NSN Middle East Update

June 11, 2012

A cocktail of political and military developments across the region highlights the need for firm principles and flexible action from Washington, as the “givens” of decades shift overnight. In Syria, the government continues to massacre citizens as the opposition picks a new leader and builds military capacity, and ethnic politics grow more complex on all sides. In Egypt, deposed president Hosni Mubarak was sentenced to life in prison and the country prepares for a runoff to pick a new president. And across the region, the nuts and bolts of political transformation – holding elections, retrieving dictators’ assets and documenting human rights abuses – continue.

Syria

Over the weekend, government forces shelled rebel strongholds across Syria as the main opposition group in exile, the Syrian National Council, chose a new leader, Abdulbaset Sieda. Sieda is a Kurdish dissident who has been living in Sweden for more than a decade; his election is seen as an attempt to woo minority groups into supporting the opposition. Increasingly, Bashar al Assad’s religious sect, the Alawites, is divided over whether to support the dictator’s actions. That dissension comes as the main armed opposition group, the Free Syrian Army, is slowly gaining ground and strength – albeit from a very low base.

News

Syrian Forces Shell Cities as Opposition Picks Leader

New York Times, 6/10/12

A General Overview and Guide to the Syrian Opposition

BBC, 6/10/12

Assad’s Response to Syria Unrest Leaves His Own Sect Divided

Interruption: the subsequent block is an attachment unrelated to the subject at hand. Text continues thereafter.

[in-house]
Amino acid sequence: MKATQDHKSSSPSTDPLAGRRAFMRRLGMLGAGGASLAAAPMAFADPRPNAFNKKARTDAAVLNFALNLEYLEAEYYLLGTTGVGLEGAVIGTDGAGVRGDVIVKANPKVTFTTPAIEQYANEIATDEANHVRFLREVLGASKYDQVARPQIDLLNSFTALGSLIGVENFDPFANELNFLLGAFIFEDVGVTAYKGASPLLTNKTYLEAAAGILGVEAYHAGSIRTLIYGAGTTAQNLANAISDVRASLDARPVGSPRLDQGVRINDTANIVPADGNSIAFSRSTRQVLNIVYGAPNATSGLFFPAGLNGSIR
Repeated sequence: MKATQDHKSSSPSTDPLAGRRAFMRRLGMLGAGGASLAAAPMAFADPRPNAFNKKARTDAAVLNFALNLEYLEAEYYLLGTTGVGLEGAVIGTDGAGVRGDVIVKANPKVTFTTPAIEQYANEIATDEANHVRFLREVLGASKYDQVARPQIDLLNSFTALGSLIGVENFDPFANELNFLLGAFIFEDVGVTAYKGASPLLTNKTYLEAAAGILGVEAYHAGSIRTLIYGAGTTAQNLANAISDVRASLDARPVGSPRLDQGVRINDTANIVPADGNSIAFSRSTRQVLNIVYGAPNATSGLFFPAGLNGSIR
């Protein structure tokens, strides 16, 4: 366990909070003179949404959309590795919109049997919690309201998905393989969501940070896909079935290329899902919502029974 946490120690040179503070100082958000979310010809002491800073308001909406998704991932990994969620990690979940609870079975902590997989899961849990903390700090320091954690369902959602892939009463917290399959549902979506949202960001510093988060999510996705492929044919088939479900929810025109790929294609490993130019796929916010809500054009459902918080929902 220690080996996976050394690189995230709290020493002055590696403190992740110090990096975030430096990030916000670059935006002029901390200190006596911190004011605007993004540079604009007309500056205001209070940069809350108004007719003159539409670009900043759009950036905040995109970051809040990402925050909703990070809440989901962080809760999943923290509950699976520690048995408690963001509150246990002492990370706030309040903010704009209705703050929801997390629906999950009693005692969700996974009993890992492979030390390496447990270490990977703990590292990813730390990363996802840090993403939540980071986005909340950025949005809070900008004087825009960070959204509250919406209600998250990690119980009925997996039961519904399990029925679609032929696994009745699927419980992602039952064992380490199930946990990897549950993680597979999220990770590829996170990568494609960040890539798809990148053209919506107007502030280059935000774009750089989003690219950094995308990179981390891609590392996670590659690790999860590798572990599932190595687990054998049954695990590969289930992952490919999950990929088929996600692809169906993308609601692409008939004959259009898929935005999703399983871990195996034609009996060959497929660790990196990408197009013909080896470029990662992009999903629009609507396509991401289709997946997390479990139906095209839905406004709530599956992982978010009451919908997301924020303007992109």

New York Times, 6/9/12

Syria Rebels Gaining Ground, Strength

Washington Post, 6/8/12

Commentary and Analysis

The Case Against Intervention in Syria

Fareed Zakaria, TIME, 6/11/12

Syrian Intervention is Justifiable, and Just

Anne-Marie Slaughter, Washington Post, 6/8/12

Syrian Intervention Risks Upsetting Global Order

Henry Kissinger, Washington Post, 6/1/12

Obama’s Iran and Syria Muddle

Jackson Diehl, Washington Post, 6/10/12

 

Egypt

Hosni Mubarak, the deposed president of Egypt, was sentenced to life in prison on June 2, 2012 for his role in the in the killing of unarmed demonstrators during the January 2011 protests that ended his nearly 30-year rule. However, the judge also acquitted a half-dozen other officials who are believed to have had direct responsibility and dismissed corruption charges against Mubarak and his sons due to a statute of limitations. As a result, thousands of protesters have poured into the streets of Cairo and other cities. Meanwhile, Egypt is also preparing for its presidential runoff election between Mohamed Morsi of the Muslim Brotherhood and Ahmed Shafik, the former prime minister, on June 16 and 17.

News

Hosni Mubarak is in Critical Condition

Associated Press, 6/10/12

Egyptian Officials Agree on the Selection Process for the Panel Charged with Drafting a New Constitution

BBC, 6/8/12

Thousands Pack Tahrir Square to Protest the Mubarak Verdicts

AFP, 6/5/12

Mubarak Sentenced to Life in Prison

CBS, 6/2/12

Egyptian Election Will Go to a Runoff Vote

Los Angeles Times, 5/25/12

Commentary and Analysis

Managing Change in Egypt

Brian Katulis, Center for American Progress, 6/5/12

Egypt’s Depressing Run-Off

Marc Lynch, Foreign Policy, 5/28/12

Why Voters Went for Mursi and Shafiq

Jon Alterman, Foreign Affairs, 6/5/12

Around the Region

News

Libya Postpones Landmark Election to July 7

Reuters, 6/10/12

Yemen Army Battles Al-Qaida, Says 28 Killed

AP, 6/11/12

Obstacles Mar Quest for Arab Dictators’ Assets

Robert Worth, New York Times, 6/7/12

State Department Human Rights Report Released

New York Times, 5/25/12

United Arab Emirates Step Up Efforts to Counter Dissent

New York Times 5/31/12

 

Commentary and Analysis

Strategic Adaptation: Toward a New U.S. Strategy in the Middle East

Dr. Bruce Jentleson, Dr. Andrew Exum, Melissa Dalton and John Dana Stuster, Center for a New American Security, 6/6/12

Obama Ramps Up Covert War in Yemen

Peter Bergen and Jennifer Rowland, CNN, 6/11/12

What Middle East Academic Experts Think

Marc Lynch, Foreign Policy, 6/1/12

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